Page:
Like all pools in small towns, the Bulkley Valley Regional Pool and Recreation Centre always has an open eye for qualified and experienced staff, especially for the pool deck.
Lifeguards must have specific certifications and they are not always easy to come by. Having one from Africa is a rarity.
Meet Sam Daniyan, originally from Nigeria.
“It’s been my dream all along since the first day I saw snow on the TV. I’ve always wanted to experience what it feels like,” he said.
Daniyan was first in Memorial University of Newfoundland to do his degree in marine biology. After that he went to Campbell River, followed by High River and Fort McMurray to become a fitness instructor.
“Then I went to some other places and now I’m into this beautiful city called Smithers,” he said.
While Smithers may be smaller than some of his other destinations, he says that he has no complaints or worries.
“It is full of positive people. I love swimming and sports,” he said.
How he got into lifeguarding is a lesson for all of us.
“I was studying marine biology and I had an incident that happened by my friend drowned and actually died. They brought him out like two hours later and I was supposed to be there but I wasn’t there. If I was there I could have saved him but I wasn’t there. That kicked something in me and since then I have been just a simple lifeguard and try to help people,” he said.
Like most of the pool staff, he has other responsibilities.
“I am also an aquafit instructor. I love people being fit and being able to activate their core in times of fitness and I try to push people and I try to incorporate so many modifications so even if you can’t do one skill you can do the other one.,” he said.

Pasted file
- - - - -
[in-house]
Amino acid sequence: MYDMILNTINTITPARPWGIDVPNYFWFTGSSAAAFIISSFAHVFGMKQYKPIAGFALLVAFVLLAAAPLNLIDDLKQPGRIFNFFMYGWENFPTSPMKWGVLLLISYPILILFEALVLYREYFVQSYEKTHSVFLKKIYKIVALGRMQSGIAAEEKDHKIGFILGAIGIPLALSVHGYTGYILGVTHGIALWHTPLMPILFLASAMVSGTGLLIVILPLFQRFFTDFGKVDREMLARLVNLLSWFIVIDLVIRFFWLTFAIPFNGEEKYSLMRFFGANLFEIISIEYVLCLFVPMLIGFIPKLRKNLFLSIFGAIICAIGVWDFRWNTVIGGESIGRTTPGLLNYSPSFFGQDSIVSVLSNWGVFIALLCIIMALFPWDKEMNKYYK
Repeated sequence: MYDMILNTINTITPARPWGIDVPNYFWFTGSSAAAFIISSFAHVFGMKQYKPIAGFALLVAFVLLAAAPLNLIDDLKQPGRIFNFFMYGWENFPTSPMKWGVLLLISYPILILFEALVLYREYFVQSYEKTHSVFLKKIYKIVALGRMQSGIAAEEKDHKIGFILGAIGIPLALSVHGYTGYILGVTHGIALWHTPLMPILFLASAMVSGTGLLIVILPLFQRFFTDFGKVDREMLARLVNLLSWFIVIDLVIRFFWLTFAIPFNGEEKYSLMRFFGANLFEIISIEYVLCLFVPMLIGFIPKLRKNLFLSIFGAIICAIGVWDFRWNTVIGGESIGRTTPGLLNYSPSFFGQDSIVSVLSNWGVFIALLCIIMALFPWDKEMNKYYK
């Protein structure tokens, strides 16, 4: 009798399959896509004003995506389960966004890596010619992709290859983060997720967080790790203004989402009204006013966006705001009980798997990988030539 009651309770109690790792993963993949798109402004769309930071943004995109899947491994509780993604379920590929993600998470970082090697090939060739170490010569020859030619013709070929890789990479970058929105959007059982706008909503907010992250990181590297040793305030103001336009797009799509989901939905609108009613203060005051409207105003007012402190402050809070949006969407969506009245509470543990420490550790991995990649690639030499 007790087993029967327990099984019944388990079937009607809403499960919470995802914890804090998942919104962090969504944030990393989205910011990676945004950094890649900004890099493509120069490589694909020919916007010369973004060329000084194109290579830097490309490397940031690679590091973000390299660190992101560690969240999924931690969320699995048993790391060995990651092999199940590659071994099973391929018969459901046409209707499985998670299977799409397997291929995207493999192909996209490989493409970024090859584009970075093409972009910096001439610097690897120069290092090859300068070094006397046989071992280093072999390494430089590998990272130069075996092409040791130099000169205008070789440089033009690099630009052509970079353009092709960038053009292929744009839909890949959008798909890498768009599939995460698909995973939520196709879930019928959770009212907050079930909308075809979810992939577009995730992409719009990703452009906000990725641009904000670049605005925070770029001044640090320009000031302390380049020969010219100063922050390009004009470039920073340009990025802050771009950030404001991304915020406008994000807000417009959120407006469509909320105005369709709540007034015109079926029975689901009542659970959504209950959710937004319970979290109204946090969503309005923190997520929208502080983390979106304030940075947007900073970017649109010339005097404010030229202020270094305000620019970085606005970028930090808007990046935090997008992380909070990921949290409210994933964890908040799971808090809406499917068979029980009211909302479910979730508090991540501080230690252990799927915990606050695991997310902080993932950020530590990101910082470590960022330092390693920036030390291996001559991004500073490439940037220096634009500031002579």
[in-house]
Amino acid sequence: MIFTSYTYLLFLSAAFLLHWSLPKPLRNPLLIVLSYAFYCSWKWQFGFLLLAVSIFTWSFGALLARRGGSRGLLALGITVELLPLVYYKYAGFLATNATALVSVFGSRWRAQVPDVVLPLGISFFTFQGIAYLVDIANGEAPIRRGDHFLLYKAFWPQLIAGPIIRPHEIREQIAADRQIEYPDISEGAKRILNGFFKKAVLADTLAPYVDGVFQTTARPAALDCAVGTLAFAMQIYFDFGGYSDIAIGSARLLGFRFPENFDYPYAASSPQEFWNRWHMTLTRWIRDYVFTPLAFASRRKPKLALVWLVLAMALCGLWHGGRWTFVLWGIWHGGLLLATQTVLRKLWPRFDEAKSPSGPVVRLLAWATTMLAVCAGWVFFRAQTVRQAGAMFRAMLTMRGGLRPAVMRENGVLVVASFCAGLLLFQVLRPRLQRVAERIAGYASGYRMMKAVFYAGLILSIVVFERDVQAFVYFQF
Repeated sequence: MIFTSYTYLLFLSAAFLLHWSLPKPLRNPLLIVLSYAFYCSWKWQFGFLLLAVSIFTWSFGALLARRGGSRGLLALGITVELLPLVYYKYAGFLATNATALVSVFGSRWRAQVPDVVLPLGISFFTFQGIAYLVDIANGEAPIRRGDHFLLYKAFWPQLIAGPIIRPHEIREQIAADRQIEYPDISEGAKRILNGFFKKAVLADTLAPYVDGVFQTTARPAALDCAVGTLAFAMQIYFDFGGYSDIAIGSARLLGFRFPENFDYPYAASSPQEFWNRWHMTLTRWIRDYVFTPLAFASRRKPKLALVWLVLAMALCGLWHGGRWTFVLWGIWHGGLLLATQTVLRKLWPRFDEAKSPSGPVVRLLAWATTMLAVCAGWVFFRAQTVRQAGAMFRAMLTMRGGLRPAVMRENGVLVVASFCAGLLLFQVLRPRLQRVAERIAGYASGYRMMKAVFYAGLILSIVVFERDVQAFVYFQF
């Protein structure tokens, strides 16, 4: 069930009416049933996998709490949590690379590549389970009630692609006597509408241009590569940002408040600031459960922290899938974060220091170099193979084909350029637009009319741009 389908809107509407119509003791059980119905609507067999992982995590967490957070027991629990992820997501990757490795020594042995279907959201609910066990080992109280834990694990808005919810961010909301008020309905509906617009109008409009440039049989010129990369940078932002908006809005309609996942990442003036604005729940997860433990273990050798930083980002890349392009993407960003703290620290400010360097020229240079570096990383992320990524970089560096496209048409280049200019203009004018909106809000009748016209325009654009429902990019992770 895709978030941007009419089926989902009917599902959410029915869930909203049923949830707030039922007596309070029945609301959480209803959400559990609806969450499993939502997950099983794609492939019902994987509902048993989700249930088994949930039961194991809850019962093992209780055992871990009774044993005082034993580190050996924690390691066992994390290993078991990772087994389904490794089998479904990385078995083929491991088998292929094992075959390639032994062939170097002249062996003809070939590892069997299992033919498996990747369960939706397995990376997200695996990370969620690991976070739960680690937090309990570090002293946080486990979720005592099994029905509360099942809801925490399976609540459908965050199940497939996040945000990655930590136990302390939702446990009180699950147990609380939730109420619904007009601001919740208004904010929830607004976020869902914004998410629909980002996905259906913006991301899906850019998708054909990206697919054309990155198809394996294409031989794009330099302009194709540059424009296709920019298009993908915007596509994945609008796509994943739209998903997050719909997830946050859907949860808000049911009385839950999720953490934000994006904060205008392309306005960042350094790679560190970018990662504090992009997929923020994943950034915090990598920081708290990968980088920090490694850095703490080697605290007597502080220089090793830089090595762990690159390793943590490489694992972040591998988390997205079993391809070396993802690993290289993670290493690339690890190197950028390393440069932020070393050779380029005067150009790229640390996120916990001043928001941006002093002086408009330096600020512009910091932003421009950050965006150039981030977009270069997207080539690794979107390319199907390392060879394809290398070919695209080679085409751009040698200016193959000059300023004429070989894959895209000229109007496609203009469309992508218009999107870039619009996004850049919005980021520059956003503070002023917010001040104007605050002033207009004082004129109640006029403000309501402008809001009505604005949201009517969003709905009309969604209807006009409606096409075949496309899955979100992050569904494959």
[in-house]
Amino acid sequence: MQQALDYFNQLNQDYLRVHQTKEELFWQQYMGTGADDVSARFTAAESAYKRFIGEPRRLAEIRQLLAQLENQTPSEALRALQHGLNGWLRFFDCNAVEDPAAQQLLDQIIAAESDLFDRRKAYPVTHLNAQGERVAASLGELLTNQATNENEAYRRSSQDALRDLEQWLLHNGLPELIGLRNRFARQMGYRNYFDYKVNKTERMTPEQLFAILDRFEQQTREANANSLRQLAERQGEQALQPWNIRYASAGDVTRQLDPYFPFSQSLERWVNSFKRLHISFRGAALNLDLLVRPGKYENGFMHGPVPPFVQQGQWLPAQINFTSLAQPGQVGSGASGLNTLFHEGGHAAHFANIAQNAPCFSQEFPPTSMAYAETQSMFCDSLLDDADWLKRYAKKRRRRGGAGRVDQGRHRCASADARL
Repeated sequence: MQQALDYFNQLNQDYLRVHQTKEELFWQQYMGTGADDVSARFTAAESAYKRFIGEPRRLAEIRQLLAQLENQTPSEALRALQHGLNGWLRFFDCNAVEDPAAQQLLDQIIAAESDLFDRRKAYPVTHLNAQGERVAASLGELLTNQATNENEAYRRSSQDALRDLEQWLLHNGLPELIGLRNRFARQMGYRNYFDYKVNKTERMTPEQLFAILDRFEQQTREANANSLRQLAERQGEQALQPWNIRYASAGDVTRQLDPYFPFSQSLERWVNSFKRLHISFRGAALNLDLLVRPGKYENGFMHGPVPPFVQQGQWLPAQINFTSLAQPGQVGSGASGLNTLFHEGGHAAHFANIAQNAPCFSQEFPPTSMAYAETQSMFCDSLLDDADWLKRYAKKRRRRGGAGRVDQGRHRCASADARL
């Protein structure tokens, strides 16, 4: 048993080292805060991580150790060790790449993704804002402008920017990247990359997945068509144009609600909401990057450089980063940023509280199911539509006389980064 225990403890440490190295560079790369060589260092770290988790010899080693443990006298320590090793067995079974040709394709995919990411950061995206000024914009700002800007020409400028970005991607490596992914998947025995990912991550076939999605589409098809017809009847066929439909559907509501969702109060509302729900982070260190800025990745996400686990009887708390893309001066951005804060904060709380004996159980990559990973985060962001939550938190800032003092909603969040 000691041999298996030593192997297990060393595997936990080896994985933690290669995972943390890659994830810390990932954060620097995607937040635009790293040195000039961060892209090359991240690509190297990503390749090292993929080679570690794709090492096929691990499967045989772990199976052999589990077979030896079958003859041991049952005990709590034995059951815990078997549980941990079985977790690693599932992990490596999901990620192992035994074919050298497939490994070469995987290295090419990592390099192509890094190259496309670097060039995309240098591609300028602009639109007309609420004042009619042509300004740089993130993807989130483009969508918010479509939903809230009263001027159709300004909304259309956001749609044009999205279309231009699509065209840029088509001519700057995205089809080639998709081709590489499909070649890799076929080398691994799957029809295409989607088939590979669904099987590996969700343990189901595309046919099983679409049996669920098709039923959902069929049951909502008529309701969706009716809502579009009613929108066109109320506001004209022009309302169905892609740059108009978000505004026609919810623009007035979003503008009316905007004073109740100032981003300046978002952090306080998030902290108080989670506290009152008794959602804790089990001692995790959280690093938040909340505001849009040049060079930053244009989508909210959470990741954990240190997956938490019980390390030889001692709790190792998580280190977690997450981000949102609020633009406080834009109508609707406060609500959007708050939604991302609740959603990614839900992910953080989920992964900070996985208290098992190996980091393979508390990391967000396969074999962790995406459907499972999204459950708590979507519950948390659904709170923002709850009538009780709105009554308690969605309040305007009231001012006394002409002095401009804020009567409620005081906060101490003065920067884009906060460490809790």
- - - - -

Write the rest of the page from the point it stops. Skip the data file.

To date, his classes have become popular and there has been positive feedback from participants.
In Smithers, there are very few people of African descent, but Daniyan manages to do well.
“I find it fun enough. I miss my black culture. To be honest, I still miss some little things that we do … Maybe because I’ve been teaching for a while in Canada I’ve been able to adapt pretty much, pretty well. I don’t feel I’m lacking behind; I’m feel I’m at home in a way,” he said.
If there is one thing that he misses most, it would be the food.
“Pounded yam! It’s bigger and it’s pounded like a mashed potato and then you can have the soup. The soup is going to be filled with snails, goat meat, lamb, fish — titus, mackerel — it’s so nice. And the only way you are going to eat it as an African man is by using your hand, and you don’t chew it. You actually swallow it. It’s so nice,” he said.
Daniyan appreciates Canadian culture.
“The best thing about Canadian culture is that they are so open-minded, because from what I have seen from when I got to Canada is that it is actually diverse. We have different people from different cultures so it’s not like it’s a white man’s land, it is actually diverse so that culture that you bring from every part the world actually makes you be open-minded to different ideas,” he said.
Like most of us, Daniyan tries to experience Canadian culture to its maximum.
“Tonight I would like to have on my table a cold smoked salmon. A pacific salmon with cream cheese and bagel,” he said.